What are the obstacles to institutionalizing sustainability valuation processes into business planning?
Zabey: One of the biggest issues is reporting. Corporate finance reporting, for example, is rigorous and rules-based. It works very well, and it means all companies are comparable. Sustainability reporting is not. One company may decide their main issue is waste and won’t report on anything else. Another may decide to report on water use simply as volume as opposed to where they use it.
We’d like to make it so environment and social reporting are structured, too. That will force companies to address this because then they can benchmark themselves.
Are there instances where the valuation process results in the business making a decision that doesn’t benefit the environment or society?
Zabey: I have never come across a case where knowing the ecosystem valuation was a disincentive to doing what was best for nature and the business. I think we are at a stage where we need to encourage more companies to try it out. A number of companies are still quite uncomfortable with putting a price on nature because that means they may have to pay for something they were already getting for free. But sooner or later the KPIs of the planet are doing to catch up with them.
One thing that is a real headache for lots of companies is that they want a standard methodology to use to value their environmental impact and dependence. That doesn’t exist, and it would be very dangerous to use some kind of black box tool. You need to understand the assumptions we’re making that are often based on contingent valuation studies. Everyone wants to simplify it, and we would like to get to that stage. But you have to be careful to use the results within the right context.
Is it possible, though, to create tools to help companies evaluate their risks related to a specific ecosystem services?
Zabey: Yes. For example, we have developed the WBCSD Global Water Tool. More than 300 companies are using it to map their water use and assess related risks to their global operations and supply chains.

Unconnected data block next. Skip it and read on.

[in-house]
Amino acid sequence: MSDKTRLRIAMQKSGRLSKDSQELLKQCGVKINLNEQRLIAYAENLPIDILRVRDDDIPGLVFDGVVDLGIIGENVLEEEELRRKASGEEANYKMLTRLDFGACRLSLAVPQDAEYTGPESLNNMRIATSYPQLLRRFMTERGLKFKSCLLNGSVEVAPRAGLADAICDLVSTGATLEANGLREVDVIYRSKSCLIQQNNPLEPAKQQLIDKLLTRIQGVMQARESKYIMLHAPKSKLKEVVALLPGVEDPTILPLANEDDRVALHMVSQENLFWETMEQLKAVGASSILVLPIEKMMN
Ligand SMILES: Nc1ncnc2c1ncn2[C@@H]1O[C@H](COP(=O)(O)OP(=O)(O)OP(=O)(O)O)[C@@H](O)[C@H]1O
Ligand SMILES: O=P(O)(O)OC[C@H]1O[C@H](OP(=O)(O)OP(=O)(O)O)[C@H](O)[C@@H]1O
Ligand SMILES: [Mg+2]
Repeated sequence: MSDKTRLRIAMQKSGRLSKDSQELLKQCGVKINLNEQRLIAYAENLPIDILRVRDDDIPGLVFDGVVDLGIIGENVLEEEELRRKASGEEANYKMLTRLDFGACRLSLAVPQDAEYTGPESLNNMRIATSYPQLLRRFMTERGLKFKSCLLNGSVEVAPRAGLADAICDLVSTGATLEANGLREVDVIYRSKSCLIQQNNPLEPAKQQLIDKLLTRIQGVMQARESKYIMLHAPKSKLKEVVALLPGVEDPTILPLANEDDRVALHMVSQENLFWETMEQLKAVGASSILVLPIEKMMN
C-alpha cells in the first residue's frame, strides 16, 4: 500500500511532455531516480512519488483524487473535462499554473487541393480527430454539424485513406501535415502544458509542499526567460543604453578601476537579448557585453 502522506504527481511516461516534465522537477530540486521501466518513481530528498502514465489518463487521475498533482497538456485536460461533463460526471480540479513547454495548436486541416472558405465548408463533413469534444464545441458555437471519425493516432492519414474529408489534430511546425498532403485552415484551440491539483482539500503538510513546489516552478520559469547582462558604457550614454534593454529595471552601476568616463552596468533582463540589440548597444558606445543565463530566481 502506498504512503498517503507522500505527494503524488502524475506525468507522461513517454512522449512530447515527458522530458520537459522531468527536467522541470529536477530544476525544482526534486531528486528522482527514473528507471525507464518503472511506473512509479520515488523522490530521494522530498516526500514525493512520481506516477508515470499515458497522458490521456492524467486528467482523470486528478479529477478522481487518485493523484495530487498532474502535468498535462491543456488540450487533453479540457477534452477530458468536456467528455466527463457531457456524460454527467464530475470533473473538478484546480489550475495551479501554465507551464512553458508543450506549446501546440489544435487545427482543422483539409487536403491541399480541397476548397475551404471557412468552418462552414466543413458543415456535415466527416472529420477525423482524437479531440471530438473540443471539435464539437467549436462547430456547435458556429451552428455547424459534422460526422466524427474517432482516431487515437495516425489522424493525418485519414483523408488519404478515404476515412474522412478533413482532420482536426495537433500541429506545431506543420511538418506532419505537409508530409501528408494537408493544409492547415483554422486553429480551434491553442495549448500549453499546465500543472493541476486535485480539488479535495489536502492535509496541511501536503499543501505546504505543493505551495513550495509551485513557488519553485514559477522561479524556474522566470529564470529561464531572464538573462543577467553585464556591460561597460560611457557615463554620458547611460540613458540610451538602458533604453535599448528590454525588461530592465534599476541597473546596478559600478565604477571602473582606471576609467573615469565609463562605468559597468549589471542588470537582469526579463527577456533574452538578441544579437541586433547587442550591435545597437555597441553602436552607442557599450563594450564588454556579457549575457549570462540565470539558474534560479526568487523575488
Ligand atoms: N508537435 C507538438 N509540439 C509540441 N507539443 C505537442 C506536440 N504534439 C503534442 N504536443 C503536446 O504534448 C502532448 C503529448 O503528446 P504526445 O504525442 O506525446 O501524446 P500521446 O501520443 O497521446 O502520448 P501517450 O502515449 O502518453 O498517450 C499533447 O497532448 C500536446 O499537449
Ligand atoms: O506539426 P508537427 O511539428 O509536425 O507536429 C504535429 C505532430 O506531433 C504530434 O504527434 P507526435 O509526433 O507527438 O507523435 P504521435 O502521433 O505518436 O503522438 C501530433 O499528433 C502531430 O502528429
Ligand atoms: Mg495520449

What’s been most surprising to you during the eight years you have been doing this work?
Zabey: One thing that has been surprising is the importance of individuals in leading positions. They can give a huge sustainability push in a company following only a few conversations.. Like the CEO of Unilever sitting down with OXFAM and deciding then and there to carry out a massive project on global poverty. Or the head of Coca-Cola deciding the company is going to be water neutral. It’s such a powerful force, that then triggers quick action underneath those decisions—but that action has to be rigorous and make sense.
What companies really get it, in terms of making business decision based on sustainability valuation?
Zabey: There are an increasing number of these. For example, 14 companies road tested the CEV. Often it’s the companies that have a very big direct impact on the environment that really get it. They’ve been in the spotlight so much over the years that they take it very seriously. Some really good examples are forest products company Weyerhaeuser and mining company Rio Tinto, but there are others.
Weyerhaeuser made the decision to assess the impact of various ecosystem services and report on them in a more consistent way. They looked at what services forests provide and how that could be a potential new business for them. The created Weyerhaeuser Solutions to leverage those ecological assets that they have been benefitting from.
Rio Tinto has been a leader in the concept of net positive impact on biodiversity. They understand that certain impacts are inevitable and have developed a biodiversity action to identify biological features both on and off-site, evaluate the company’s impact on those features, and develop a plan to avoid, mitigate or offset those impacts.
When do you think ecosystem valuation processes will be ingrained in business decision making?
Zabey: WBCSD developed Vision 2050. It’s a pathway to get to the world we want to live in with nine-plus billion people living well and also within the limits of the planet. There are some must-haves we need sooner to get there like understanding the true cost and true value of ecosystems services and integrating that into things like GDP. I think we need to get consistent reporting in place by 2020 to reach that vision.
We just began a coalition with the Stockholm Resilience Centre, where a group of 28 scientists identified and quantified a set of nine planetary boundaries within which humanity can continue to develop and thrive. We want to develop a dashboard of the planet so we can see which areas are approaching a tipping point so we don’t exceed those boundaries.
Stephanie Overby is a Boston-based freelance writer. Follow her on Twitter: @stephanieoverby.